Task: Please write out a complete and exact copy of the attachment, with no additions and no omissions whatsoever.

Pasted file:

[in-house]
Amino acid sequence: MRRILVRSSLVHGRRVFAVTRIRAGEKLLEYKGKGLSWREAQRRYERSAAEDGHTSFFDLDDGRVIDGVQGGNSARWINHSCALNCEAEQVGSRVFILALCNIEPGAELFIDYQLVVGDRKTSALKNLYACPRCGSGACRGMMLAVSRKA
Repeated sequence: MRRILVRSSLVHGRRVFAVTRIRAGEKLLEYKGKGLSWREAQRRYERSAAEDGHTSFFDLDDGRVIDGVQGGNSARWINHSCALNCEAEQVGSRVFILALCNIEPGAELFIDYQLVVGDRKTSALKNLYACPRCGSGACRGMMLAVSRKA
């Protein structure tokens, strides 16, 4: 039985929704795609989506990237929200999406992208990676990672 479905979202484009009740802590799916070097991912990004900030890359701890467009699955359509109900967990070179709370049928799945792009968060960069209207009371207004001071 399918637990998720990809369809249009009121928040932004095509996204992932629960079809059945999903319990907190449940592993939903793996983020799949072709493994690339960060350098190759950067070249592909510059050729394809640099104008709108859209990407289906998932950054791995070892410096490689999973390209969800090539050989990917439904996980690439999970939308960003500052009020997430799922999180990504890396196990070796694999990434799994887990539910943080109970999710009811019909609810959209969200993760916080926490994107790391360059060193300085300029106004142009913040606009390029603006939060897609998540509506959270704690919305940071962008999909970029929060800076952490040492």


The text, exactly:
[in-house]
Amino acid sequence: MRRILVRSSLVHGRRVFAVTRIRAGEKLLEYKGKGLSWREAQRRYERSAAEDGHTSFFDLDDGRVIDGVQGGNSARWINHSCALNCEAEQVGSRVFILALCNIEPGAELFIDYQLVVGDRKTSALKNLYACPRCGSGACRGMMLAVSRKA
Repeated sequence: MRRILVRSSLVHGRRVFAVTRIRAGEKLLEYKGKGLSWREAQRRYERSAAEDGHTSFFDLDDGRVIDGVQGGNSARWINHSCALNCEAEQVGSRVFILALCNIEPGAELFIDYQLVVGDRKTSALKNLYACPRCGSGACRGMMLAVSRKA
């Protein structure tokens, strides 16, 4: 039985929704795609989506990237929200999406992208990676990672 479905979202484009009740802590799916070097991912990004900030890359701890467009699955359509109900967990070179709370049928799945792009968060960069209207009371207004001071 399918637990998720990809369809249009009121928040932004095509996204992932629960079809059945999903319990907190449940592993939903793996983020799949072709493994690339960060350098190759950067070249592909510059050729394809640099104008709108859209990407289906998932950054791995070892410096490689999973390209969800090539050989990917439904996980690439999970939308960003500052009020997430799922999180990504890396196990070796694999990434799994887990539910943080109970999710009811019909609810959209969200993760916080926490994107790391360059060193300085300029106004142009913040606009390029603006939060897609998540509506959270704690919305940071962008999909970029929060800076952490040492």